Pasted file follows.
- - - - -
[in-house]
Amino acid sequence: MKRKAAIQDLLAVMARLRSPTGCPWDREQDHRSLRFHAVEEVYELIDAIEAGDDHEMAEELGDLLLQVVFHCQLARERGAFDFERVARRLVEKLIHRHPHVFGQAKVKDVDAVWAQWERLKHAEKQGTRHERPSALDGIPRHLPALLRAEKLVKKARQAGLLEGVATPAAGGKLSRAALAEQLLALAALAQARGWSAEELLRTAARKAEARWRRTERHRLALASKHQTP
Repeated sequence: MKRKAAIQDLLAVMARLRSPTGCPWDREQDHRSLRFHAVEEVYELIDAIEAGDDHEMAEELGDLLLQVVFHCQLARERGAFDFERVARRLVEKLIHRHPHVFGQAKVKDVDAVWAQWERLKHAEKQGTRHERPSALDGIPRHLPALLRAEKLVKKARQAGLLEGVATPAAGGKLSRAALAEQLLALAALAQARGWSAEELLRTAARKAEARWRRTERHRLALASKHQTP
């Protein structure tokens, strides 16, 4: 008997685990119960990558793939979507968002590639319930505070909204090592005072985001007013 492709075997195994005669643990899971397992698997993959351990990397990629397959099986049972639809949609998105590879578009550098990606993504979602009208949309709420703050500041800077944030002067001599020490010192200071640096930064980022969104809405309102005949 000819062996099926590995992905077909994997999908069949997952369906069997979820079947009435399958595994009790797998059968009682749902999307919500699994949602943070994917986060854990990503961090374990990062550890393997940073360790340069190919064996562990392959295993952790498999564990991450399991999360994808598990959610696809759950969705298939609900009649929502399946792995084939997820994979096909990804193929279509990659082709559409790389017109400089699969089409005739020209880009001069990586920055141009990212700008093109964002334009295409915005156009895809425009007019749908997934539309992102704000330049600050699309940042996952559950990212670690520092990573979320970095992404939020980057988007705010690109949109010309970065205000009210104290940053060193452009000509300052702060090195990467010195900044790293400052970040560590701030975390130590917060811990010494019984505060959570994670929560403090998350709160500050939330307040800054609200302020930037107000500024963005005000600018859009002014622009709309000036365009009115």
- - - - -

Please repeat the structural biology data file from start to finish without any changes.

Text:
[in-house]
Amino acid sequence: MKRKAAIQDLLAVMARLRSPTGCPWDREQDHRSLRFHAVEEVYELIDAIEAGDDHEMAEELGDLLLQVVFHCQLARERGAFDFERVARRLVEKLIHRHPHVFGQAKVKDVDAVWAQWERLKHAEKQGTRHERPSALDGIPRHLPALLRAEKLVKKARQAGLLEGVATPAAGGKLSRAALAEQLLALAALAQARGWSAEELLRTAARKAEARWRRTERHRLALASKHQTP
Repeated sequence: MKRKAAIQDLLAVMARLRSPTGCPWDREQDHRSLRFHAVEEVYELIDAIEAGDDHEMAEELGDLLLQVVFHCQLARERGAFDFERVARRLVEKLIHRHPHVFGQAKVKDVDAVWAQWERLKHAEKQGTRHERPSALDGIPRHLPALLRAEKLVKKARQAGLLEGVATPAAGGKLSRAALAEQLLALAALAQARGWSAEELLRTAARKAEARWRRTERHRLALASKHQTP
């Protein structure tokens, strides 16, 4: 008997685990119960990558793939979507968002590639319930505070909204090592005072985001007013 492709075997195994005669643990899971397992698997993959351990990397990629397959099986049972639809949609998105590879578009550098990606993504979602009208949309709420703050500041800077944030002067001599020490010192200071640096930064980022969104809405309102005949 000819062996099926590995992905077909994997999908069949997952369906069997979820079947009435399958595994009790797998059968009682749902999307919500699994949602943070994917986060854990990503961090374990990062550890393997940073360790340069190919064996562990392959295993952790498999564990991450399991999360994808598990959610696809759950969705298939609900009649929502399946792995084939997820994979096909990804193929279509990659082709559409790389017109400089699969089409005739020209880009001069990586920055141009990212700008093109964002334009295409915005156009895809425009007019749908997934539309992102704000330049600050699309940042996952559950990212670690520092990573979320970095992404939020980057988007705010690109949109010309970065205000009210104290940053060193452009000509300052702060090195990467010195900044790293400052970040560590701030975390130590917060811990010494019984505060959570994670929560403090998350709160500050939330307040800054609200302020930037107000500024963005005000600018859009002014622009709309000036365009009115």